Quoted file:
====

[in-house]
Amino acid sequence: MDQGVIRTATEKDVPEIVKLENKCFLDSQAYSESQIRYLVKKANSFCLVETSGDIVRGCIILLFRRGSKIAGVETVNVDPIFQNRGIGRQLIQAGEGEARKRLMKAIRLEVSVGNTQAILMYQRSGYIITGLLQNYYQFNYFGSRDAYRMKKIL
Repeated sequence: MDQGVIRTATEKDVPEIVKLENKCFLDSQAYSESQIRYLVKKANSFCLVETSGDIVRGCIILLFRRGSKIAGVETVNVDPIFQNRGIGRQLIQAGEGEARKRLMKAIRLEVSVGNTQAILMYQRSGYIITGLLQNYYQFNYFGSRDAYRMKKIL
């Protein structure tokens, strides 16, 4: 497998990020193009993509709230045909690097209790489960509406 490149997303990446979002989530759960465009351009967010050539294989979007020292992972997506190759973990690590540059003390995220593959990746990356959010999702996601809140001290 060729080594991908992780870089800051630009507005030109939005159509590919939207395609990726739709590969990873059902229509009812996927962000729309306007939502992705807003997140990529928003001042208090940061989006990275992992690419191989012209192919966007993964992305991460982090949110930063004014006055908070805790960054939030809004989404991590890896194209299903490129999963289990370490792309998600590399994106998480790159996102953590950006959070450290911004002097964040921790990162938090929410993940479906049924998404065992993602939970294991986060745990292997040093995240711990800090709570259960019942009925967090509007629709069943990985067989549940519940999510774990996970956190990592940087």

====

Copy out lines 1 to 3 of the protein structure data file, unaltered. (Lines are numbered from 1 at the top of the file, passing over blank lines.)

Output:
[in-house]
Amino acid sequence: MDQGVIRTATEKDVPEIVKLENKCFLDSQAYSESQIRYLVKKANSFCLVETSGDIVRGCIILLFRRGSKIAGVETVNVDPIFQNRGIGRQLIQAGEGEARKRLMKAIRLEVSVGNTQAILMYQRSGYIITGLLQNYYQFNYFGSRDAYRMKKIL
Repeated sequence: MDQGVIRTATEKDVPEIVKLENKCFLDSQAYSESQIRYLVKKANSFCLVETSGDIVRGCIILLFRRGSKIAGVETVNVDPIFQNRGIGRQLIQAGEGEARKRLMKAIRLEVSVGNTQAILMYQRSGYIITGLLQNYYQFNYFGSRDAYRMKKIL